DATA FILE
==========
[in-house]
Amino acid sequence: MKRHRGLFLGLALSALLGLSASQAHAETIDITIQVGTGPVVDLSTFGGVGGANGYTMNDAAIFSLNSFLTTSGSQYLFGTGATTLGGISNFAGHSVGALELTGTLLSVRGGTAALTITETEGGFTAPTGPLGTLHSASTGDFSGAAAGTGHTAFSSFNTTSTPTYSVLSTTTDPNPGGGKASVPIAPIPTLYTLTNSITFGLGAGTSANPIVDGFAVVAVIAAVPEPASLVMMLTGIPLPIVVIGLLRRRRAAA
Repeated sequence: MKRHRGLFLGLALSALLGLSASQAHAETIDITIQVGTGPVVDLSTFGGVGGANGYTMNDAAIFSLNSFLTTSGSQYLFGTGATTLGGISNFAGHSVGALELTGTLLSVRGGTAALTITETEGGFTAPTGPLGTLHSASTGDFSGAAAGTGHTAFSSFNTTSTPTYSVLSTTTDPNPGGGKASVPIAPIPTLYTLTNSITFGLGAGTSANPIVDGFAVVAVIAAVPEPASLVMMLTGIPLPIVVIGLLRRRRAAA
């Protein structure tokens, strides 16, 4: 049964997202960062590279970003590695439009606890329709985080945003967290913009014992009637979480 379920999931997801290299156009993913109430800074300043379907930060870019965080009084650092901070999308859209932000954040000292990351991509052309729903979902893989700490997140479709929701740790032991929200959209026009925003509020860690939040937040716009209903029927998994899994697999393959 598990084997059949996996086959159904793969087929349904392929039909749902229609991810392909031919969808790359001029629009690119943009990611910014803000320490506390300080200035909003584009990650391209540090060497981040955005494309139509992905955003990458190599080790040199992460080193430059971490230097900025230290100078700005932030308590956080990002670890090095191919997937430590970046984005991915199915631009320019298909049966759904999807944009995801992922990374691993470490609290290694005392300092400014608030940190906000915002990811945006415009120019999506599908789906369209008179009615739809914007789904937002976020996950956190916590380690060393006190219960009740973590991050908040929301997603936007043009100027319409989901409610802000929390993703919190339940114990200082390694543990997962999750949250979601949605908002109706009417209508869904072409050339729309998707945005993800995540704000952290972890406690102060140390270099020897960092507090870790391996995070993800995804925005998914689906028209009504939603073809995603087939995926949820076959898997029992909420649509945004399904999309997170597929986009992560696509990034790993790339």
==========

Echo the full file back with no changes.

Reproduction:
[in-house]
Amino acid sequence: MKRHRGLFLGLALSALLGLSASQAHAETIDITIQVGTGPVVDLSTFGGVGGANGYTMNDAAIFSLNSFLTTSGSQYLFGTGATTLGGISNFAGHSVGALELTGTLLSVRGGTAALTITETEGGFTAPTGPLGTLHSASTGDFSGAAAGTGHTAFSSFNTTSTPTYSVLSTTTDPNPGGGKASVPIAPIPTLYTLTNSITFGLGAGTSANPIVDGFAVVAVIAAVPEPASLVMMLTGIPLPIVVIGLLRRRRAAA
Repeated sequence: MKRHRGLFLGLALSALLGLSASQAHAETIDITIQVGTGPVVDLSTFGGVGGANGYTMNDAAIFSLNSFLTTSGSQYLFGTGATTLGGISNFAGHSVGALELTGTLLSVRGGTAALTITETEGGFTAPTGPLGTLHSASTGDFSGAAAGTGHTAFSSFNTTSTPTYSVLSTTTDPNPGGGKASVPIAPIPTLYTLTNSITFGLGAGTSANPIVDGFAVVAVIAAVPEPASLVMMLTGIPLPIVVIGLLRRRRAAA
């Protein structure tokens, strides 16, 4: 049964997202960062590279970003590695439009606890329709985080945003967290913009014992009637979480 379920999931997801290299156009993913109430800074300043379907930060870019965080009084650092901070999308859209932000954040000292990351991509052309729903979902893989700490997140479709929701740790032991929200959209026009925003509020860690939040937040716009209903029927998994899994697999393959 598990084997059949996996086959159904793969087929349904392929039909749902229609991810392909031919969808790359001029629009690119943009990611910014803000320490506390300080200035909003584009990650391209540090060497981040955005494309139509992905955003990458190599080790040199992460080193430059971490230097900025230290100078700005932030308590956080990002670890090095191919997937430590970046984005991915199915631009320019298909049966759904999807944009995801992922990374691993470490609290290694005392300092400014608030940190906000915002990811945006415009120019999506599908789906369209008179009615739809914007789904937002976020996950956190916590380690060393006190219960009740973590991050908040929301997603936007043009100027319409989901409610802000929390993703919190339940114990200082390694543990997962999750949250979601949605908002109706009417209508869904072409050339729309998707945005993800995540704000952290972890406690102060140390270099020897960092507090870790391996995070993800995804925005998914689906028209009504939603073809995603087939995926949820076959898997029992909420649509945004399904999309997170597929986009992560696509990034790993790339």